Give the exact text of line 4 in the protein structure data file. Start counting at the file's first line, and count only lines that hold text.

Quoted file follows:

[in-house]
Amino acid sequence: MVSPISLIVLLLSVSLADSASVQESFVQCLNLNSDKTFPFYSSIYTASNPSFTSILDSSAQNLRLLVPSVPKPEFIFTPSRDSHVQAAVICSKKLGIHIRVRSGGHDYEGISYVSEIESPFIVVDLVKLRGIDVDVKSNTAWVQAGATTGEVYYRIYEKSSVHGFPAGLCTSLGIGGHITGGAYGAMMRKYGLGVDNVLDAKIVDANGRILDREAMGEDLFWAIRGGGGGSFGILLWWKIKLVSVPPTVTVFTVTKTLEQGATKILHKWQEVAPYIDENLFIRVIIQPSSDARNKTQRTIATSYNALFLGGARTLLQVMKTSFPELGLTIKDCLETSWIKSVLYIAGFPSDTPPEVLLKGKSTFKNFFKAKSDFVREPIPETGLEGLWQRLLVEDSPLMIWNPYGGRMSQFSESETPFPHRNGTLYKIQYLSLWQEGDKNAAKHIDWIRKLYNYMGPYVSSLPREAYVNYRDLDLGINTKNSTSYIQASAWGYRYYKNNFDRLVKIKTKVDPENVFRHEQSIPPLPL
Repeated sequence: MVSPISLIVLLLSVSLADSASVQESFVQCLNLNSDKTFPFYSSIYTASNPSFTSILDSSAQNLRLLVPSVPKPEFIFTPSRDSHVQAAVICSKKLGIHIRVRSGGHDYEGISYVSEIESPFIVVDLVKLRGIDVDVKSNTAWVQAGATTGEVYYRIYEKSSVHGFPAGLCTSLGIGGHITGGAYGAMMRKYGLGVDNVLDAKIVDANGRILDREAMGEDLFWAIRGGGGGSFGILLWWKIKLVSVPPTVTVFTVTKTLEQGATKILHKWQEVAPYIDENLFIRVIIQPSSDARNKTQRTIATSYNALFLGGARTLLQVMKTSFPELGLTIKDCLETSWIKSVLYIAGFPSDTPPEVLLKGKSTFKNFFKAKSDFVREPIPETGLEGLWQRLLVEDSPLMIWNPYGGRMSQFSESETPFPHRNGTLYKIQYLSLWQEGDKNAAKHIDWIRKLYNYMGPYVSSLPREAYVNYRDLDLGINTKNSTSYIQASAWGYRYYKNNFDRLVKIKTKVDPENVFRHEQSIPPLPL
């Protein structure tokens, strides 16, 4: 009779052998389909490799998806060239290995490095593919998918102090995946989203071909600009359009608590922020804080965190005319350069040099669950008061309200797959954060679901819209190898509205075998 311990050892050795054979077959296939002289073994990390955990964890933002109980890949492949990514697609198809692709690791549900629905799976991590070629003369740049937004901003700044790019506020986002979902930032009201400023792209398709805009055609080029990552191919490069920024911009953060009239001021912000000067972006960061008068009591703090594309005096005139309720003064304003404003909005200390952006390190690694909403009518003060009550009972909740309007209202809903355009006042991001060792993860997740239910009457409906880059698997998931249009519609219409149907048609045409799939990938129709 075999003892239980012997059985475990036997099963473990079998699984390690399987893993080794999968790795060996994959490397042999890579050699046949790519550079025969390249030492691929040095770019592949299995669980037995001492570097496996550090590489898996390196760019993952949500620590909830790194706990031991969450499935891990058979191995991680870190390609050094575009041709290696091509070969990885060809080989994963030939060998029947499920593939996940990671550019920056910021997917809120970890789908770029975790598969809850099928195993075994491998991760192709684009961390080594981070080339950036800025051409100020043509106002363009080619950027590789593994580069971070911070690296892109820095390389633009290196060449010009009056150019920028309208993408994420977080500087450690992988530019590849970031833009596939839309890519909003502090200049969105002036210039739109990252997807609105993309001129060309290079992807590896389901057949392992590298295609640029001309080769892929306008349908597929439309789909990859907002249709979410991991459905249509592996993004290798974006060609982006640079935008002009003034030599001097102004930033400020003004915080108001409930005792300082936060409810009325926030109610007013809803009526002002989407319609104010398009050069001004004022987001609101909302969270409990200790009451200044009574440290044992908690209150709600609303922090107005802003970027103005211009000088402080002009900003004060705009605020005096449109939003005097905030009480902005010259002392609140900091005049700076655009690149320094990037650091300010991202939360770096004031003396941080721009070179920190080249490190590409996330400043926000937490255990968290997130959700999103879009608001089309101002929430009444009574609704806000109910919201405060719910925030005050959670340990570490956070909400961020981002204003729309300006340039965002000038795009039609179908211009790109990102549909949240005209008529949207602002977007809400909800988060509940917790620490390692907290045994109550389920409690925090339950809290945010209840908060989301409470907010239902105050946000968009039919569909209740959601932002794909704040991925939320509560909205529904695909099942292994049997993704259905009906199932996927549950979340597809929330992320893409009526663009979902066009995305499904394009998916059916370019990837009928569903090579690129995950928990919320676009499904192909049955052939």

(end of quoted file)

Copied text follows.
């Protein structure tokens, strides 16, 4: 009779052998389909490799998806060239290995490095593919998918102090995946989203071909600009359009608590922020804080965190005319350069040099669950008061309200797959954060679901819209190898509205075998 311990050892050795054979077959296939002289073994990390955990964890933002109980890949492949990514697609198809692709690791549900629905799976991590070629003369740049937004901003700044790019506020986002979902930032009201400023792209398709805009055609080029990552191919490069920024911009953060009239001021912000000067972006960061008068009591703090594309005096005139309720003064304003404003909005200390952006390190690694909403009518003060009550009972909740309007209202809903355009006042991001060792993860997740239910009457409906880059698997998931249009519609219409149907048609045409799939990938129709 075999003892239980012997059985475990036997099963473990079998699984390690399987893993080794999968790795060996994959490397042999890579050699046949790519550079025969390249030492691929040095770019592949299995669980037995001492570097496996550090590489898996390196760019993952949500620590909830790194706990031991969450499935891990058979191995991680870190390609050094575009041709290696091509070969990885060809080989994963030939060998029947499920593939996940990671550019920056910021997917809120970890789908770029975790598969809850099928195993075994491998991760192709684009961390080594981070080339950036800025051409100020043509106002363009080619950027590789593994580069971070911070690296892109820095390389633009290196060449010009009056150019920028309208993408994420977080500087450690992988530019590849970031833009596939839309890519909003502090200049969105002036210039739109990252997807609105993309001129060309290079992807590896389901057949392992590298295609640029001309080769892929306008349908597929439309789909990859907002249709979410991991459905249509592996993004290798974006060609982006640079935008002009003034030599001097102004930033400020003004915080108001409930005792300082936060409810009325926030109610007013809803009526002002989407319609104010398009050069001004004022987001609101909302969270409990200790009451200044009574440290044992908690209150709600609303922090107005802003970027103005211009000088402080002009900003004060705009605020005096449109939003005097905030009480902005010259002392609140900091005049700076655009690149320094990037650091300010991202939360770096004031003396941080721009070179920190080249490190590409996330400043926000937490255990968290997130959700999103879009608001089309101002929430009444009574609704806000109910919201405060719910925030005050959670340990570490956070909400961020981002204003729309300006340039965002000038795009039609179908211009790109990102549909949240005209008529949207602002977007809400909800988060509940917790620490390692907290045994109550389920409690925090339950809290945010209840908060989301409470907010239902105050946000968009039919569909209740959601932002794909704040991925939320509560909205529904695909099942292994049997993704259905009906199932996927549950979340597809929330992320893409009526663009979902066009995305499904394009998916059916370019990837009928569903090579690129995950928990919320676009499904192909049955052939």